Little Brother Has Problems


I was gonna blog about this yesterday, but it seems noz at XXL beat me to it. If you don’t know, Little Brother played a show in Fayetteville, North Carolina, opening up for Three Six Mafia, Rick Ross, Young Dro, Young Joc, Dem Franchise Boyz and the The Musicianz. From the get go you know that something ain’t right with this picture.

In other words, they knew what they were getting into, so why in the hell are they so surprised?

Of course, Phonte tries to blame the audience for the rather cold reaction that they got in The Fay (are they still calling it The Fay anymore?). Noz thinks its the fact that since Little Brother tries to be all high and mighty, their pretentiousness does not help to win them fans. Sure, that may be true, but it misses the obvious.

WHOEVER SET THIS SHOW UP FOR LITTLE BROTHER IS ON CRACK. Whether its the management, the record company, a promoter, or the band themselves. I could see a LB/Outkast set, or a LB/Roots set. Even a LB/Outkast/Three 6 Mafia set might go over well. But music is marketing people, and LB and the aforementioned “Dirty South,” artist fall into different markets. The Roots and Common would probably get the same reaction. It just boils down to different types of music, and different people. It’s like Grand Master Flash and the Furious Five getting booed when they opened up for the Clash. Sure The Clash liked New York hip-hop, but that doesnt mean ish to their fans. LB might have slapped hands with Young Joc backstage, but again, the people who are out to see Young Joc probably don’t give a damn about Little Brother.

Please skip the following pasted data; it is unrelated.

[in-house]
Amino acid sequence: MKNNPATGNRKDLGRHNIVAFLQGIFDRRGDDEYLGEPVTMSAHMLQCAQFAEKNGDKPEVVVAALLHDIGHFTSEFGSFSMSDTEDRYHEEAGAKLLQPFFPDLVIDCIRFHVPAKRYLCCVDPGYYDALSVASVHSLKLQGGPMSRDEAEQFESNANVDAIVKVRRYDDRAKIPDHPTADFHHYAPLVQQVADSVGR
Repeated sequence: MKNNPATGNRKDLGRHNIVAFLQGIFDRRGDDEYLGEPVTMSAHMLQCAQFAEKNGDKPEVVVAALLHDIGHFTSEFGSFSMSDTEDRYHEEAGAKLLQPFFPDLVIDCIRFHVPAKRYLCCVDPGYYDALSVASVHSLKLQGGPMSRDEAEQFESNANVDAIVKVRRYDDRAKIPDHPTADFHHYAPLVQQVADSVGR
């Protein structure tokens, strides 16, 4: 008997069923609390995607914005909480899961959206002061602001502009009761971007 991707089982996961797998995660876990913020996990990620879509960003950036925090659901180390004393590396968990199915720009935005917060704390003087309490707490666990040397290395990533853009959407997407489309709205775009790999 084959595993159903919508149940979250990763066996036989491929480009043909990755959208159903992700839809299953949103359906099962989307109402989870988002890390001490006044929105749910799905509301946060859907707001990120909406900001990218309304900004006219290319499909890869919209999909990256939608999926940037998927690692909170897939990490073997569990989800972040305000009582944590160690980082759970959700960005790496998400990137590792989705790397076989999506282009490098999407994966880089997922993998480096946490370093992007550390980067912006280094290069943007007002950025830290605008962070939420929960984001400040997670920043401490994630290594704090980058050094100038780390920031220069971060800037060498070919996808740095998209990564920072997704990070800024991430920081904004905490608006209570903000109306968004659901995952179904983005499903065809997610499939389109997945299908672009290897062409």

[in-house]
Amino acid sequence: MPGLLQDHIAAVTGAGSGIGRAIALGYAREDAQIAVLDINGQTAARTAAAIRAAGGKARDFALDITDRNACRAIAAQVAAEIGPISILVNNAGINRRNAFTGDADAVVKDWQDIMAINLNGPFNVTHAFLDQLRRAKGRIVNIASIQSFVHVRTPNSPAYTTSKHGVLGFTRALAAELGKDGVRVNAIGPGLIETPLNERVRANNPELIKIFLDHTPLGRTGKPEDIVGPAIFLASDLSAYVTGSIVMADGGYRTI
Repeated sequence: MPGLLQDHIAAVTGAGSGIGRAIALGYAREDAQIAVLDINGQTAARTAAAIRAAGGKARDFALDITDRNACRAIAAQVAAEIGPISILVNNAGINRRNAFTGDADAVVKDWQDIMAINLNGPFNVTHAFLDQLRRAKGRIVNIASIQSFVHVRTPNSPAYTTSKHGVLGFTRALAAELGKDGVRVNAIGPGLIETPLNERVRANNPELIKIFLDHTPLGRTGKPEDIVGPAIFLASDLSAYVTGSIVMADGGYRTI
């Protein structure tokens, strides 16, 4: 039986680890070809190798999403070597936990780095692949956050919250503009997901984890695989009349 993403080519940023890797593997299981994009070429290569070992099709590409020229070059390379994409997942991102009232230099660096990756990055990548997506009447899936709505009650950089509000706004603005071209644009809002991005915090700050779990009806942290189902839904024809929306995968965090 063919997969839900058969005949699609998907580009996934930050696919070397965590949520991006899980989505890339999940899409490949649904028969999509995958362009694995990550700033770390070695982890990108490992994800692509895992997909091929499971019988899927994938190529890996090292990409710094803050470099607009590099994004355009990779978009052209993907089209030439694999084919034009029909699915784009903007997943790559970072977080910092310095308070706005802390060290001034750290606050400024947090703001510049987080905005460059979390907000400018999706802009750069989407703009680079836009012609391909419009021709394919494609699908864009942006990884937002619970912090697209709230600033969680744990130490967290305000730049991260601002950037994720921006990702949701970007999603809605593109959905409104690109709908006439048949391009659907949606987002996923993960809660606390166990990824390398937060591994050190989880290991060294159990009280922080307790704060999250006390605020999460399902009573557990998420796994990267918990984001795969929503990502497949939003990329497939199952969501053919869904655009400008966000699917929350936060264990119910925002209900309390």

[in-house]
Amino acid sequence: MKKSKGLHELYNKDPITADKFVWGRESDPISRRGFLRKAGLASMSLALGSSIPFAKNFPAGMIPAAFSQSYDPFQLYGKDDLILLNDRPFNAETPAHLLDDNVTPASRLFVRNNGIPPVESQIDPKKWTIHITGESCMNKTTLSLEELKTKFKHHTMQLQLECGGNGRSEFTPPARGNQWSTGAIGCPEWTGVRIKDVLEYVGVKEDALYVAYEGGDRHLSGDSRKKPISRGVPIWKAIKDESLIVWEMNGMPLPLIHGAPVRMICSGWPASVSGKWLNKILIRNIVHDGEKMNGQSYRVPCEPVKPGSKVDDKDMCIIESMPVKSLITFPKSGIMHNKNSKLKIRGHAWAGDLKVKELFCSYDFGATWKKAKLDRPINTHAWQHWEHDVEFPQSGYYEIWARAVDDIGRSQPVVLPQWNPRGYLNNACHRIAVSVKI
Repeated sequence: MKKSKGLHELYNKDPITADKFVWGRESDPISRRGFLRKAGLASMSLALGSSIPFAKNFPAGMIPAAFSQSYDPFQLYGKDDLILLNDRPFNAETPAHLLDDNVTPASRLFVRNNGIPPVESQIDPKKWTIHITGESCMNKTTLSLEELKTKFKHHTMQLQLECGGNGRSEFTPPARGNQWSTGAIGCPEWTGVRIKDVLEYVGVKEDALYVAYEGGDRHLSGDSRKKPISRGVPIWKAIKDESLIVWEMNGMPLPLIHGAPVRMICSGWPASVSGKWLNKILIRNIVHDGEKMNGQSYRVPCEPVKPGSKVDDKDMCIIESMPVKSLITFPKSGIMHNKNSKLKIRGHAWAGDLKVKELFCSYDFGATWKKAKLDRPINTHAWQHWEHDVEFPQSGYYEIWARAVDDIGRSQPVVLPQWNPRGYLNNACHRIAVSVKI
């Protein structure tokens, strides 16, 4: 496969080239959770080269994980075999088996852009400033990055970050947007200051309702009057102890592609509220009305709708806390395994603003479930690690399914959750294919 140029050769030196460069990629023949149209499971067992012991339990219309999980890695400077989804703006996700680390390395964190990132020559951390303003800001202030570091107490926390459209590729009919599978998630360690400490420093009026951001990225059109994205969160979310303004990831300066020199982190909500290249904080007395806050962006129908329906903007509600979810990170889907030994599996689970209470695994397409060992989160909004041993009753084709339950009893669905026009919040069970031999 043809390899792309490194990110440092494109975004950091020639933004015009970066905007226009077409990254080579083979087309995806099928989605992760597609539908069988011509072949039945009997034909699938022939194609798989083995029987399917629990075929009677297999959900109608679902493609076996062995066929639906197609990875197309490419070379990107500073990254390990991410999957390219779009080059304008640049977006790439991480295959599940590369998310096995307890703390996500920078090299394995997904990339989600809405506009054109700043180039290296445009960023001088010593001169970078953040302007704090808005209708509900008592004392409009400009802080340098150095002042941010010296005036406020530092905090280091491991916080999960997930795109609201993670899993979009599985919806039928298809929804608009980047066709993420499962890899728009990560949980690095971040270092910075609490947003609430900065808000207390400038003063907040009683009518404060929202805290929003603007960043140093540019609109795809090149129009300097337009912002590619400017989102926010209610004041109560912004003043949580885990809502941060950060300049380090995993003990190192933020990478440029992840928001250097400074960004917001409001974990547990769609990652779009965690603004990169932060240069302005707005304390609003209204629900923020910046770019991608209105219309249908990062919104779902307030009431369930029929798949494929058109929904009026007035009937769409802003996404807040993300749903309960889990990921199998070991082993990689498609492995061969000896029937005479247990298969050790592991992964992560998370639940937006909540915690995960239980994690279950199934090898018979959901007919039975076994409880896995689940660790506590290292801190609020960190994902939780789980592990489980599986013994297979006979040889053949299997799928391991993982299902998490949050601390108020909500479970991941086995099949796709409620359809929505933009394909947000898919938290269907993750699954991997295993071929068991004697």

I don’t think that LB needs to go back into the studio and record a crunk record (although handing production duties to people outside of their camp would be nice) to appeal to a mass audience. Honestly, in the end, LB will probably get the mainstream success that they are hoping for when they signed a major label deal. The Listening was a great album. In fact, I enjoy left feild music over Dirty South. Gasp! Little Brother have carved a unique niche of hip-hop for themselves and that’s good. But unfortunately, its still a niche, and until mainstream audiences accept them for who they are, LB will be in that corner for a long time.